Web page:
This is a better collection than the previous volume by virtue of presenting far more readable material, although possibly not always for the reasons intended, and some very good art.

It’s John Buscema who leads the way, both literally and by example as he draws the first of two contrasting opening tales. Roy Thomas’ 1970 take on feminism amounts to gathering a bunch of female heroes in one room and having them convinced in two pages that they’ve been suppressed throughout their careers, so they should beat up the Avengers. There’s zero logic, but it’s fun and some gorgeous Buscema art (sample page) goes a long way to rectifying a silly story. The following Spider-Woman tale by Mark Gruenwald and Carmine Infantino is also nonsense, but sustains a strange tension as Jessica Drew slips through a sequence of emotional dramas. Infantino’s far more stylised by the late 1970s, yet he knows what he’s doing.

As Chris Claremont was seemingly the only creator at Marvel in the 1980s concerned about the positive presentation of women, he’s again well represented, at just under half the book with four X-Men stories. Paul Smith, John Romita Jr, Rick Leonardi and Marc Silvestri illustrate, and as it’s before Silvestri began stretching all his figures and adding dozens of lines to every panel they’re all well drawn, and although not all near Claremont at his best, they all entertain if you can get past the sheer amount of unnecessary words. The other problem is that Claremont’s work is very dependent on complex continuity. Many pages of these stories lack relevance in isolation as their purpose is to set up the events of future episodes, and there are constant questions as to who people are. The best is the first as Kitty Pryde comes through a crisis and is reunited with a friend, while Smith’s pages have a gloss and an emotional sensitivity.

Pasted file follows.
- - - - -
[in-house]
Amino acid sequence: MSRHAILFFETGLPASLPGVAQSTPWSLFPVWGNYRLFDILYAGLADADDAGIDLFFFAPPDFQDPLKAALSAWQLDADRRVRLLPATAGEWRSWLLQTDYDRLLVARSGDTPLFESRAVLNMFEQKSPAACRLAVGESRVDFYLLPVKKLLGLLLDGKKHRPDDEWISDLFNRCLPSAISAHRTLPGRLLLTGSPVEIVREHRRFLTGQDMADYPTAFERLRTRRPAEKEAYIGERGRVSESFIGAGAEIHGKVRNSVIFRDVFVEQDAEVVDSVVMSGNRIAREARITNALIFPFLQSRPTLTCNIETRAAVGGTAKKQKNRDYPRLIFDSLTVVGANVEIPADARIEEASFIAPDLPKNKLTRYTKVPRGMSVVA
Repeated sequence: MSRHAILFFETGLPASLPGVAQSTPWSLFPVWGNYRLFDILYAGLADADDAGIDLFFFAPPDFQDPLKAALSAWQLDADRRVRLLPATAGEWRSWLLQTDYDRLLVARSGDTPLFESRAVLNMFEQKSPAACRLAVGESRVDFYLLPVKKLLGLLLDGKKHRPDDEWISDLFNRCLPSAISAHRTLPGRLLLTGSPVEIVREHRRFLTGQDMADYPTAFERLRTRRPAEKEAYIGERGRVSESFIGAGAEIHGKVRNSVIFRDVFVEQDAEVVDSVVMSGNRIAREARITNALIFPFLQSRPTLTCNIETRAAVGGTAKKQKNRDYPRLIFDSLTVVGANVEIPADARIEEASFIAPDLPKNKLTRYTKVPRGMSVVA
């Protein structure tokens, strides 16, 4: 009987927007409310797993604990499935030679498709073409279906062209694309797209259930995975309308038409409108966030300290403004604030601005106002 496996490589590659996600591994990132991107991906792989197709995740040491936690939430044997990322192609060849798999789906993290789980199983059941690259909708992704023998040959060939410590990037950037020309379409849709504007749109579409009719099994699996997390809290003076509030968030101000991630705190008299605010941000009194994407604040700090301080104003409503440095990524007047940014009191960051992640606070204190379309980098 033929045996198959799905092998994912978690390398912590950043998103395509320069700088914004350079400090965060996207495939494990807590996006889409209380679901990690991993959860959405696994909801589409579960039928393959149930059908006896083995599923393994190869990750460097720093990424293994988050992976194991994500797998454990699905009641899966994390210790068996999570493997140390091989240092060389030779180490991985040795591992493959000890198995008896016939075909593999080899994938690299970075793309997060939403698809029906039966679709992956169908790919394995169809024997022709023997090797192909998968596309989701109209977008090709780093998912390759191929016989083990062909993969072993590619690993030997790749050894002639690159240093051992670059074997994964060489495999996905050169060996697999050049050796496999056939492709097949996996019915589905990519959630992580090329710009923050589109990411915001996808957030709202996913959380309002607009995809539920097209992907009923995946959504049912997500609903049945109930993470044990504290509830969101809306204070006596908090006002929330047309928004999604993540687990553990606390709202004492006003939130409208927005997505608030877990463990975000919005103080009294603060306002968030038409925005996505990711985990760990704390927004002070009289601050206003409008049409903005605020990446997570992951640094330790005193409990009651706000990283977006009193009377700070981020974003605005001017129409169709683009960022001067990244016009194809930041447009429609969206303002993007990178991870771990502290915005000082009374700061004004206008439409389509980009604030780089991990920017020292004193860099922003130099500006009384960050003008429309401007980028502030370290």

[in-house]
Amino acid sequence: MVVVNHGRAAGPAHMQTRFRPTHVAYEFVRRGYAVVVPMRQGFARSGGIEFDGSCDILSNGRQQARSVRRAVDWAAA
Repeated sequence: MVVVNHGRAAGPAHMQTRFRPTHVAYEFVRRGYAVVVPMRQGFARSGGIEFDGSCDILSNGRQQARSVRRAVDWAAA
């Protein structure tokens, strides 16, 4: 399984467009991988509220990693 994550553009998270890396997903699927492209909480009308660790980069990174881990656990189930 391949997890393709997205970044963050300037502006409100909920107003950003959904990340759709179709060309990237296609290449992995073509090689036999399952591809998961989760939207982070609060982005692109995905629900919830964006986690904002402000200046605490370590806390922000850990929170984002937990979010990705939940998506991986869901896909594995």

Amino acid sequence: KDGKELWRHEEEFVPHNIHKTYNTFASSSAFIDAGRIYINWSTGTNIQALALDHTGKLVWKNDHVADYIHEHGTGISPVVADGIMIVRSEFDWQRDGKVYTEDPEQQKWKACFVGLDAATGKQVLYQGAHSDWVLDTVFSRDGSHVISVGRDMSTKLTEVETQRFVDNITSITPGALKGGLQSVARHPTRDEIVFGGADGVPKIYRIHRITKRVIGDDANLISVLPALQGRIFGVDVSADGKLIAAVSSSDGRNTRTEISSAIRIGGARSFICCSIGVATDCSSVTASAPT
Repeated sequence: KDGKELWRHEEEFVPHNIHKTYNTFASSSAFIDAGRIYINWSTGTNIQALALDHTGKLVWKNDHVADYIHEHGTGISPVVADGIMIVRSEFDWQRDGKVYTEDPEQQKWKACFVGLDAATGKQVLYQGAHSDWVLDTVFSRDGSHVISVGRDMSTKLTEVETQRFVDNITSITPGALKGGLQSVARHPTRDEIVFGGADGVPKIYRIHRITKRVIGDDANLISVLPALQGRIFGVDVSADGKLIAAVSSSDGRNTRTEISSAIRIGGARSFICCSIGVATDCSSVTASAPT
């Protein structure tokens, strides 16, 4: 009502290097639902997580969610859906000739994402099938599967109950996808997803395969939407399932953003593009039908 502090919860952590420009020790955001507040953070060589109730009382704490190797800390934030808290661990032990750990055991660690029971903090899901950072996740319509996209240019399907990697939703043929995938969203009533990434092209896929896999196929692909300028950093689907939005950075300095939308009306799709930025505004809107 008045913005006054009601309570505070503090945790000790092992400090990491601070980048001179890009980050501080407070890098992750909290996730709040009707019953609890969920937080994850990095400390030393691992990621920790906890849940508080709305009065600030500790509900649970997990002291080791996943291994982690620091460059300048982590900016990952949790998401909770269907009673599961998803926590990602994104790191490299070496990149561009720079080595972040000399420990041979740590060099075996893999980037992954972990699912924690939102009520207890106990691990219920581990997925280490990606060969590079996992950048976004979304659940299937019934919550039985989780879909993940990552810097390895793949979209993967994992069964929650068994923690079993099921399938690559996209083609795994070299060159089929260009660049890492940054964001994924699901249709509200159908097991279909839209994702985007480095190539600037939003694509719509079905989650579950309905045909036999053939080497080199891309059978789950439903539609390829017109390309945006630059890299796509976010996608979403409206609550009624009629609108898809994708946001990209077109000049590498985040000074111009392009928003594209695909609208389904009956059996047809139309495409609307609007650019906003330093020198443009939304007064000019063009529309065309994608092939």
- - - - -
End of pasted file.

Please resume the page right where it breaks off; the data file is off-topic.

Richard Howell’s art on a Vision and Scarlet Witch story is altogether more basic, although he illustrates a nice Doctor Strange sequence, and Steve Englehart’s plot is a real timepiece considering how both characters have changed over the years. Here they’re joyously expecting the birth of their son, but the more interesting aspect is the sheer perversity of voodoo priestess Nekra prancing about raising the dead. Better art might have sold the emotional moments, and that applies to Al Milgrom’s work on a West Coast Avengers tale, also written by Englehart. The purpose is to reveal what Tigra’s done to sustain her powers, and provide her with a more logical origin. She’s Greer Nelson, introduced as the Cat in volume one, and what Englehart provides is logical and interesting, but Milgrom over-exaggerates everything when subtlety’s needed.

Bret Blevins makes Black Cat and Dagger resemble toy dolls, so not good, but he creates a nice monster at the end, taken on by the far better Dan Lawlis for the second chapter. Terry Austin’s story has the germ of a good idea, but to get to it requires reading page after tedious page of monologuing by the villain.

Are these stories positive and empowering when it comes to female superheroes? Most of Claremont’s work is, although it’s a shame Kitty needs rescued by Colossus in his first story, but all too much of the remainder is standard objectification. Does Tigra being half-cat genuinely justify her bikini costume? Is Valkyrie’s the most ridiculously impractical costume ever conceived? They have done since, but were Marvel really doing a whole lot better with their female characters when this was issued in 2007?